The uninsured statistics Rendell regularly cites come from a survey commissioned by the Pennsylvania Insurance Bureau in 2004. The methodology utilized in that survey borders on the bizarre if the true goal was to get accurate and reliable estimates. This writer feels compelled to wonder if the true objective in commissioning that survey was not a quest for accurate data, but rather an attempt to come up with more conservative numbers than had been arrived at by the Census Bureau, numbers that would make the problem appear less severe than it is, and hence make the Governor’s proposed reforms appear to be more wide-reaching than they really are.

For starters, the survey estimated that 8% of the Pennsylvania population, 900,000 people, was uninsured. The Governor’s lower number of 767,000 represents that number less the 133,000 estimated uninsured non-adults. It is unclear why Governor Rendell chooses to include only the number of adults when citing the numbers of uninsured. Those non-adults are, after all, uninsured. The survey itself was conducted by the research group Market Decisions, utilizing a telephone sample frame and targeting 100 households in each of Pennsylvania’s 67 counties (except for Philadelphia whose sample was 173 households). Thus Forest County with a population of 4,946 was targeted for 100 interviews (1 in every 49 of the households in the county); Alleghenny County (Pittsburgh), with a population of 1,281,666 was also targeted for 100 interviews (1 in every 12,817 households); and Philadelphia County with a population of 1,517,550 accounted for 173 interviews (one in every 8,772 households). The sample frame itself poses a problem because non-telephone households tend to be poorer than the general population with a larger percentage of ethnic minorities – the very demographics most likely to lack health insurance. A study that specifically examined this issue back in 1990 found that non-telephone households were three times as likely to be uninsured than telephone households and concluded that “there are marked differences between the telephone and nontelephone groups, and adjusting the former is unlikely to result in reasonable overall population estimates or to lead to increased understanding of being uninsured. In this case, telephone ownership appears to introduce a bias unreconcilable by recourse to social demographic and health status measures.” Translation: Any survey attempting to determine the extent to which a population is uninsured that utilizes a telephone sample frame will understate the extent of the problem.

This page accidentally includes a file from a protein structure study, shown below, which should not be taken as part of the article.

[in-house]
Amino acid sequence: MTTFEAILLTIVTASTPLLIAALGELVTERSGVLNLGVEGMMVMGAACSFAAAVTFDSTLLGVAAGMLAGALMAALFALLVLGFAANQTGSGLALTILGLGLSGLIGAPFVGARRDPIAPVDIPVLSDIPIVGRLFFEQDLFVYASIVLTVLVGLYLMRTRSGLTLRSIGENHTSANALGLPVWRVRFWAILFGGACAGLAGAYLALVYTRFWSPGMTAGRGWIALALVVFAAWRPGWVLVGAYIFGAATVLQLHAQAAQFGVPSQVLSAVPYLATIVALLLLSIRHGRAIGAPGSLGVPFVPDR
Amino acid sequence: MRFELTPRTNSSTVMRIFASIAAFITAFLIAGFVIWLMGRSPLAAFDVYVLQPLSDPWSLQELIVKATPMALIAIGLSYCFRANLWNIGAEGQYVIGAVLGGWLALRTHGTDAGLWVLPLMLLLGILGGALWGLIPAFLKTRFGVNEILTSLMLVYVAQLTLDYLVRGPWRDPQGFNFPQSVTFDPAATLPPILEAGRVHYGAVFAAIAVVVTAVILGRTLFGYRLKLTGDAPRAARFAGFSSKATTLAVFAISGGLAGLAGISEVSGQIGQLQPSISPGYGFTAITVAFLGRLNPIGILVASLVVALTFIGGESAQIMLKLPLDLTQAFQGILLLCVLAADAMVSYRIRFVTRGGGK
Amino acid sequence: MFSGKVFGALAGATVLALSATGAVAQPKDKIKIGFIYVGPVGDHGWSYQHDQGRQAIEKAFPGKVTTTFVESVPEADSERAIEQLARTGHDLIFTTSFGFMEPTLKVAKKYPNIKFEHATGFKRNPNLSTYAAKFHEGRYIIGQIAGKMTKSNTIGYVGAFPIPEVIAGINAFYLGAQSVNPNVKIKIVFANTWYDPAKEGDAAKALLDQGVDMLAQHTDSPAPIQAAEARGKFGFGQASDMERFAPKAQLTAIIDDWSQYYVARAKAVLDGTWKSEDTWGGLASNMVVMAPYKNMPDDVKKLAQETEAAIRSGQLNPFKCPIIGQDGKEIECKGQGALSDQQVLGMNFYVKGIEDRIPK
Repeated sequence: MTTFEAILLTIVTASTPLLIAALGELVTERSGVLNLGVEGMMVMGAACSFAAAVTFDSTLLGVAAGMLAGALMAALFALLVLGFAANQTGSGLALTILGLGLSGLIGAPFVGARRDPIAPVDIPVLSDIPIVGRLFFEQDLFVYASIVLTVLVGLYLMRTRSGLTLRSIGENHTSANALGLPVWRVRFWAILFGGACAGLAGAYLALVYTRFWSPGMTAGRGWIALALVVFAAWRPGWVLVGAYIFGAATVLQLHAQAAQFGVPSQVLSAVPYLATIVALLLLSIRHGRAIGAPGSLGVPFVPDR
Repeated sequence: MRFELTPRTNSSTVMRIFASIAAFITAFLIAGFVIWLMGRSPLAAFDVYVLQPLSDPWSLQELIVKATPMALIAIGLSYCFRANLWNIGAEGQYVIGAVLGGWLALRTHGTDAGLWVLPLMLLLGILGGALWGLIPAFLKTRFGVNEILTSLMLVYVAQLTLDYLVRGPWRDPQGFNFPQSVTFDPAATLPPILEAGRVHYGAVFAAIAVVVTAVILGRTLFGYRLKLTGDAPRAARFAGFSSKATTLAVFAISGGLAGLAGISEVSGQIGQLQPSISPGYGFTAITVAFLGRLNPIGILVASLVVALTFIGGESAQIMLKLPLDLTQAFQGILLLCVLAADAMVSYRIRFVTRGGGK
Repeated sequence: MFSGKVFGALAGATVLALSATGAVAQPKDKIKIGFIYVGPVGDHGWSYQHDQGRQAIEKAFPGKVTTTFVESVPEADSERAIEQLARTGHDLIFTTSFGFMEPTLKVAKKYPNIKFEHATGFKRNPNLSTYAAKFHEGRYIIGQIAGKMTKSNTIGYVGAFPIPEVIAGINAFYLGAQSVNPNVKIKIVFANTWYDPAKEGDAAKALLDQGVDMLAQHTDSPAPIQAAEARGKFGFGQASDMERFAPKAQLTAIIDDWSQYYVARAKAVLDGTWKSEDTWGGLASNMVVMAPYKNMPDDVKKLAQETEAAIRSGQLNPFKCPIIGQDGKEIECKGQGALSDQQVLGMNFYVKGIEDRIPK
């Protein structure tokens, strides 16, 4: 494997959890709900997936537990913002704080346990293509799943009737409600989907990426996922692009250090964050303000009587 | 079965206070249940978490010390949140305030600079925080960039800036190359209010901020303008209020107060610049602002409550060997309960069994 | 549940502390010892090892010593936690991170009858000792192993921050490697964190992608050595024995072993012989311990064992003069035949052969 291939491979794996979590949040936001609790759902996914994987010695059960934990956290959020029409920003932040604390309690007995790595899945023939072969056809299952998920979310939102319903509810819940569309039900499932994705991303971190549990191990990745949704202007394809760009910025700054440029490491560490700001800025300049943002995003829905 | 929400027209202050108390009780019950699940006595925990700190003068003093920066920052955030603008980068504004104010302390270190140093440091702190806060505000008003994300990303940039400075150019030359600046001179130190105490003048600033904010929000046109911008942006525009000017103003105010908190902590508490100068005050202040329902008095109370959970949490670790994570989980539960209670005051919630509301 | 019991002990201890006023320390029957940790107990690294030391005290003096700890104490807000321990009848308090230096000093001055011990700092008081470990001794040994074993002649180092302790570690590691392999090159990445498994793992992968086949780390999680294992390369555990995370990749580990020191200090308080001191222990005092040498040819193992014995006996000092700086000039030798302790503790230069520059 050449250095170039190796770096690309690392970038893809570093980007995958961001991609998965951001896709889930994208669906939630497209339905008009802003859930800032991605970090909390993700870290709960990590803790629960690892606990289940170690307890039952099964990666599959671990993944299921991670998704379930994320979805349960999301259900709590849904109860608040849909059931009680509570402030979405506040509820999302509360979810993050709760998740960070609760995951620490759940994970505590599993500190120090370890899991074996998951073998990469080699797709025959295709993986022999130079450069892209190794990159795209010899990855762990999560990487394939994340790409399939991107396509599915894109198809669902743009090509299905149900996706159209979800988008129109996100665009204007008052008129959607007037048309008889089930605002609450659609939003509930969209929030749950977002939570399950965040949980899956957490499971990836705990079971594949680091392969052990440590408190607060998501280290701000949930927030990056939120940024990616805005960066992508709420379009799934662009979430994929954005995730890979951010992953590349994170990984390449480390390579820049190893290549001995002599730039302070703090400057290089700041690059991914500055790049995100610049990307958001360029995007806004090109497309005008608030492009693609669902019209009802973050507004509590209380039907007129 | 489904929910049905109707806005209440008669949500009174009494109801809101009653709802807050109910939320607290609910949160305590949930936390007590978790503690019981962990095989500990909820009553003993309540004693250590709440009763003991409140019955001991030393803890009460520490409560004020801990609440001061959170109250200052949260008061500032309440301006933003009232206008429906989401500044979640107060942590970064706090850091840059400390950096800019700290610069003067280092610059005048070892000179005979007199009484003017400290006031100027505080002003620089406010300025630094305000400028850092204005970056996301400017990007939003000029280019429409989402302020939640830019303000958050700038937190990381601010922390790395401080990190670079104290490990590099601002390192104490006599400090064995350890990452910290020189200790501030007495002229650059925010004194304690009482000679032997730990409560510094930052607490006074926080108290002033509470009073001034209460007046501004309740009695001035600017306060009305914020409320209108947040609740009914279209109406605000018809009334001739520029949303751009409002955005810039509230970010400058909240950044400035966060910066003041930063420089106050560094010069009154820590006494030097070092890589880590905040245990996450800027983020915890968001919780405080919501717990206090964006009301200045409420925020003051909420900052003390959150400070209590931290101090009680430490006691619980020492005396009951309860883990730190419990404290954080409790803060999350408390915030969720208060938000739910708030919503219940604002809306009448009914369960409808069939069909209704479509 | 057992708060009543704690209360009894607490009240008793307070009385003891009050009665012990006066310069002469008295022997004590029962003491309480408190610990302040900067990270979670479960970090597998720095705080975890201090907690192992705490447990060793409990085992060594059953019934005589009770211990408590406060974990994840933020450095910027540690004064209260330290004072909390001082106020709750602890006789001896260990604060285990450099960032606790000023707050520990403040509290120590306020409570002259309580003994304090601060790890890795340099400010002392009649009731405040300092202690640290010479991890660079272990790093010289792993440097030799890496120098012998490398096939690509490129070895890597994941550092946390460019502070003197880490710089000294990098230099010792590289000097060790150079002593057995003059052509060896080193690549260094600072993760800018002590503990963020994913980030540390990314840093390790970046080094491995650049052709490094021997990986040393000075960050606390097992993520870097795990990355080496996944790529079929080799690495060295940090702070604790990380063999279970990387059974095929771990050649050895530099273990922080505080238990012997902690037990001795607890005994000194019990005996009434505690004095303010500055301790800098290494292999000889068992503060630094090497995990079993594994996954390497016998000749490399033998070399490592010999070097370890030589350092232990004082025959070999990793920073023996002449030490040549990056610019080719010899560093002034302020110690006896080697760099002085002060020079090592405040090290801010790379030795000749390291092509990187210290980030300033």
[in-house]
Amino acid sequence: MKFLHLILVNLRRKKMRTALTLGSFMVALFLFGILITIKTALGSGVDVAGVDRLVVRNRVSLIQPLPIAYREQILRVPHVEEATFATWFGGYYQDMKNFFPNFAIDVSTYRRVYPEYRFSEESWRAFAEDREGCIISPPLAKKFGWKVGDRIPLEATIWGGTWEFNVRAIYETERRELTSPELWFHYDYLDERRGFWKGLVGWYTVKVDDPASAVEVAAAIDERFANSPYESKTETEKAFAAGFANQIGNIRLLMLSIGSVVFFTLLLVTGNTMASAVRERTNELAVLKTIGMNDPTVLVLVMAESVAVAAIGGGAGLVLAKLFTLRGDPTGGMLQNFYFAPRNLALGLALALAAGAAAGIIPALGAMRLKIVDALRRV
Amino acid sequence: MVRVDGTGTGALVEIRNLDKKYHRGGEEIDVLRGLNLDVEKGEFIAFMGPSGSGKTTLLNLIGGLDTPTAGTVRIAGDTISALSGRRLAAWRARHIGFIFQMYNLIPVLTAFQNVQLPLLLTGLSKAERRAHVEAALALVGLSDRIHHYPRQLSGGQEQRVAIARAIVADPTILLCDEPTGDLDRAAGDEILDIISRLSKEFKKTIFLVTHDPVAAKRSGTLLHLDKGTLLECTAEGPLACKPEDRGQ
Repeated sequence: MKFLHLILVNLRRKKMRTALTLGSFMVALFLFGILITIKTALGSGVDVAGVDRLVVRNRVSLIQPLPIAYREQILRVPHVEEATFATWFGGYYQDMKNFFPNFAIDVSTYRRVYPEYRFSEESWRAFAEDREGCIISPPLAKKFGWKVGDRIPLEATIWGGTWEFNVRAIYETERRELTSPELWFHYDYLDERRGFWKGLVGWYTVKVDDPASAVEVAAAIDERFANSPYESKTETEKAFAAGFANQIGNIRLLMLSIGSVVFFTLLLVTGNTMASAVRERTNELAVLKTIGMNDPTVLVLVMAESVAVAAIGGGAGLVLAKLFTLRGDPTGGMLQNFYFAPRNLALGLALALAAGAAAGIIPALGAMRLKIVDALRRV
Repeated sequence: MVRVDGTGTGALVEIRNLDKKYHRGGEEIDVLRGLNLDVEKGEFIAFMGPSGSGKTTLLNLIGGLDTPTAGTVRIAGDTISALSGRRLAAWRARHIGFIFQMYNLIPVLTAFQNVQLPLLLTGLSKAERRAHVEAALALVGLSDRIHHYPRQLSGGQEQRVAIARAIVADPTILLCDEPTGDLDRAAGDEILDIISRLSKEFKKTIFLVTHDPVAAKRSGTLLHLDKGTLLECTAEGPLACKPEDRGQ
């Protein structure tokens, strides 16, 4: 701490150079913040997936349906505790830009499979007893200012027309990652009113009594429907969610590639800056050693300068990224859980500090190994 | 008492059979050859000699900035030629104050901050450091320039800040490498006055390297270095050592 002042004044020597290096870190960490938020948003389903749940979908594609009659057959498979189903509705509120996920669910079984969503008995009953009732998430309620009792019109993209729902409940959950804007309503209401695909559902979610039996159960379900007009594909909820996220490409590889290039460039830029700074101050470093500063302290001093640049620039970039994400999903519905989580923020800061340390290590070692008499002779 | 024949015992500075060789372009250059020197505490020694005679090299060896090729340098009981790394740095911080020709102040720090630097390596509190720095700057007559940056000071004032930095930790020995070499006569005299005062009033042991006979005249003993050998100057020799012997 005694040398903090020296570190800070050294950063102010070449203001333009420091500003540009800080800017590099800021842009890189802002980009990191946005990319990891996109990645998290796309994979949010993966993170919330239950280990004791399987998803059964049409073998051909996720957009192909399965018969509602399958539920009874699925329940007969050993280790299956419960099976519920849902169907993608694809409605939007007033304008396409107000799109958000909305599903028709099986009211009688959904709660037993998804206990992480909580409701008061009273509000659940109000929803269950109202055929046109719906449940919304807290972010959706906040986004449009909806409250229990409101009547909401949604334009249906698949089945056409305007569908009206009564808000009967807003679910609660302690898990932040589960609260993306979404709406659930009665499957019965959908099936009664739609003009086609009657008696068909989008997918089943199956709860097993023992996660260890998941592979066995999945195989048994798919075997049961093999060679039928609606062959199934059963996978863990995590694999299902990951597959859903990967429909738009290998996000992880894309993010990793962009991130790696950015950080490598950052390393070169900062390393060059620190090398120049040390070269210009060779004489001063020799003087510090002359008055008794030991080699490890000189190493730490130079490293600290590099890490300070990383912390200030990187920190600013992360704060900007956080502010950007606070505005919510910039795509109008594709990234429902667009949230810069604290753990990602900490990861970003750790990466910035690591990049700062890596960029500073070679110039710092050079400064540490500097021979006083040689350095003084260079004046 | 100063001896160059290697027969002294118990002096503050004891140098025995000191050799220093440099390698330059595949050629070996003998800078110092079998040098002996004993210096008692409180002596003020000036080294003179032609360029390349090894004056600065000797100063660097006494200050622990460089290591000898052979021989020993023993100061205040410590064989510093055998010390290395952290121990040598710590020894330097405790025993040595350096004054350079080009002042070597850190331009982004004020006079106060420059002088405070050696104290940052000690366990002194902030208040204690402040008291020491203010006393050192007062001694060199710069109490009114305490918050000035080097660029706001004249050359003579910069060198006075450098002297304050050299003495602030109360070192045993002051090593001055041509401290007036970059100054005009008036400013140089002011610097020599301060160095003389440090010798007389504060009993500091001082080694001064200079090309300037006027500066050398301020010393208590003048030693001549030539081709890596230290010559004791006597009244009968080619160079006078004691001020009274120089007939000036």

Moreover, the spreading out of the sample equally across the state’s 67 counties regardless of their population virtually guaranteed a radical under-sampling of the inner city neighborhoods in Philadelphia and Pittsburgh (as well as other smaller cities throughout the state) where residents were most likely to want for health insurance. Finally, Market Decisions interviewed only one individual per household, but collected responses relating to every member of that household from that individual. Market Decisions’ own web site cautions that this methodology has its drawbacks: “Respondents may not be familiar with coverage of all members in extended household;” and “systematic error – larger households will have a greater error and are also associated with specific demographics.” (Read: lower income minority households). The Prescription for Pennsylvania web site acknowledges, but is dismissive of the fact that Market Decisions’ uninsured estimates are lower than those of the Census Bureau. It states that “the Census Survey contacted far fewer Pennsylvania households than the Insurance Department’s survey did,” suggesting that this in itself renders the Market Decisions data more reliable than the Census estimates. In fact, the Census Bureau survey consists of 6,000 Pennsylvania households per year which, from a purely statistical viewpoint, would generate numbers nearly as reliable as a sample of 6,700. But the Census Bureau also samples all households, not just telephone households, and their cooperation rate is enhanced by personal visits by Census Bureau employees when all else fails. Moreover, the Census Bureau encourages use of three-year rolling averages with a sample of roughly 18,000 – far more than the 6,700 in the Market Decisions survey. Only the homeless are excluded from the Census Bureau sample frame, and it is likely that if the homeless were included the estimates for the number of uninsured would increase.